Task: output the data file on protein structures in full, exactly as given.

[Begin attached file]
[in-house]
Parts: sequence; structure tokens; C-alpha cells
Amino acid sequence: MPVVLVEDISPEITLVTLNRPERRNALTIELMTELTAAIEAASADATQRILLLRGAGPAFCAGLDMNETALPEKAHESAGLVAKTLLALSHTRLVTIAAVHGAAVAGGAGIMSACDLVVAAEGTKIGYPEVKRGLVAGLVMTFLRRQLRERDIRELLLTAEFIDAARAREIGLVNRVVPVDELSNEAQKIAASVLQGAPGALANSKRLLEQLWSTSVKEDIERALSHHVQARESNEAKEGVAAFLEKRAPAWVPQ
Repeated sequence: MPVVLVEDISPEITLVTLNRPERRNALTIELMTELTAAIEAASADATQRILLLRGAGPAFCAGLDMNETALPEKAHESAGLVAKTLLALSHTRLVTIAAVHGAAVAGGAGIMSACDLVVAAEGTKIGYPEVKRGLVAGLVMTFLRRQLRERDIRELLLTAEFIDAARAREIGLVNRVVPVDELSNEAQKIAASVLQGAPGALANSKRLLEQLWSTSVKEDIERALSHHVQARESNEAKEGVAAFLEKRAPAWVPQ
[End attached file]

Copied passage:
[in-house]
Parts: sequence; structure tokens; C-alpha cells
Amino acid sequence: MPVVLVEDISPEITLVTLNRPERRNALTIELMTELTAAIEAASADATQRILLLRGAGPAFCAGLDMNETALPEKAHESAGLVAKTLLALSHTRLVTIAAVHGAAVAGGAGIMSACDLVVAAEGTKIGYPEVKRGLVAGLVMTFLRRQLRERDIRELLLTAEFIDAARAREIGLVNRVVPVDELSNEAQKIAASVLQGAPGALANSKRLLEQLWSTSVKEDIERALSHHVQARESNEAKEGVAAFLEKRAPAWVPQ
Repeated sequence: MPVVLVEDISPEITLVTLNRPERRNALTIELMTELTAAIEAASADATQRILLLRGAGPAFCAGLDMNETALPEKAHESAGLVAKTLLALSHTRLVTIAAVHGAAVAGGAGIMSACDLVVAAEGTKIGYPEVKRGLVAGLVMTFLRRQLRERDIRELLLTAEFIDAARAREIGLVNRVVPVDELSNEAQKIAASVLQGAPGALANSKRLLEQLWSTSVKEDIERALSHHVQARESNEAKEGVAAFLEKRAPAWVPQ